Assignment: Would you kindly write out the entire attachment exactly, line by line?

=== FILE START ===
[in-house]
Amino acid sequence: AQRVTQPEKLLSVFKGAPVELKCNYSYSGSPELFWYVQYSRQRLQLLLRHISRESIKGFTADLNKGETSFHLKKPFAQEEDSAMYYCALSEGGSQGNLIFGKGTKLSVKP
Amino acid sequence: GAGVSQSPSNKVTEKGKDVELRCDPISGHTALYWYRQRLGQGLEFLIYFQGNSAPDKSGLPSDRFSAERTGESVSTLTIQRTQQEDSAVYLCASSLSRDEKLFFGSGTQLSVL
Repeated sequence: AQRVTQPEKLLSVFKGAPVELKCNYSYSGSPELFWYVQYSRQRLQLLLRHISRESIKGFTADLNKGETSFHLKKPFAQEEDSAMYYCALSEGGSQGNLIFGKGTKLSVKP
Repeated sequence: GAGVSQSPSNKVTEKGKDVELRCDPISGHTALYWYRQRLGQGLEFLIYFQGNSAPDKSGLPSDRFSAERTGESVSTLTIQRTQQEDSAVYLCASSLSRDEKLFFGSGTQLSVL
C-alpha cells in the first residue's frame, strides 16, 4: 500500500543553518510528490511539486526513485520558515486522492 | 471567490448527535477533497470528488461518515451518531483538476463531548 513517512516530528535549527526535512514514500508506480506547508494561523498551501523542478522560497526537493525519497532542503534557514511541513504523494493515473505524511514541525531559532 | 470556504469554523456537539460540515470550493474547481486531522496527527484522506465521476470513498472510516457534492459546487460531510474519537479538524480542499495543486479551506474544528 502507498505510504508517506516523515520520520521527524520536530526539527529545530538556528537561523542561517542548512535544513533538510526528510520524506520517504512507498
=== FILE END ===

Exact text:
[in-house]
Amino acid sequence: AQRVTQPEKLLSVFKGAPVELKCNYSYSGSPELFWYVQYSRQRLQLLLRHISRESIKGFTADLNKGETSFHLKKPFAQEEDSAMYYCALSEGGSQGNLIFGKGTKLSVKP
Amino acid sequence: GAGVSQSPSNKVTEKGKDVELRCDPISGHTALYWYRQRLGQGLEFLIYFQGNSAPDKSGLPSDRFSAERTGESVSTLTIQRTQQEDSAVYLCASSLSRDEKLFFGSGTQLSVL
Repeated sequence: AQRVTQPEKLLSVFKGAPVELKCNYSYSGSPELFWYVQYSRQRLQLLLRHISRESIKGFTADLNKGETSFHLKKPFAQEEDSAMYYCALSEGGSQGNLIFGKGTKLSVKP
Repeated sequence: GAGVSQSPSNKVTEKGKDVELRCDPISGHTALYWYRQRLGQGLEFLIYFQGNSAPDKSGLPSDRFSAERTGESVSTLTIQRTQQEDSAVYLCASSLSRDEKLFFGSGTQLSVL
C-alpha cells in the first residue's frame, strides 16, 4: 500500500543553518510528490511539486526513485520558515486522492 | 471567490448527535477533497470528488461518515451518531483538476463531548 513517512516530528535549527526535512514514500508506480506547508494561523498551501523542478522560497526537493525519497532542503534557514511541513504523494493515473505524511514541525531559532 | 470556504469554523456537539460540515470550493474547481486531522496527527484522506465521476470513498472510516457534492459546487460531510474519537479538524480542499495543486479551506474544528 502507498505510504508517506516523515520520520521527524520536530526539527529545530538556528537561523542561517542548512535544513533538510526528510520524506520517504512507498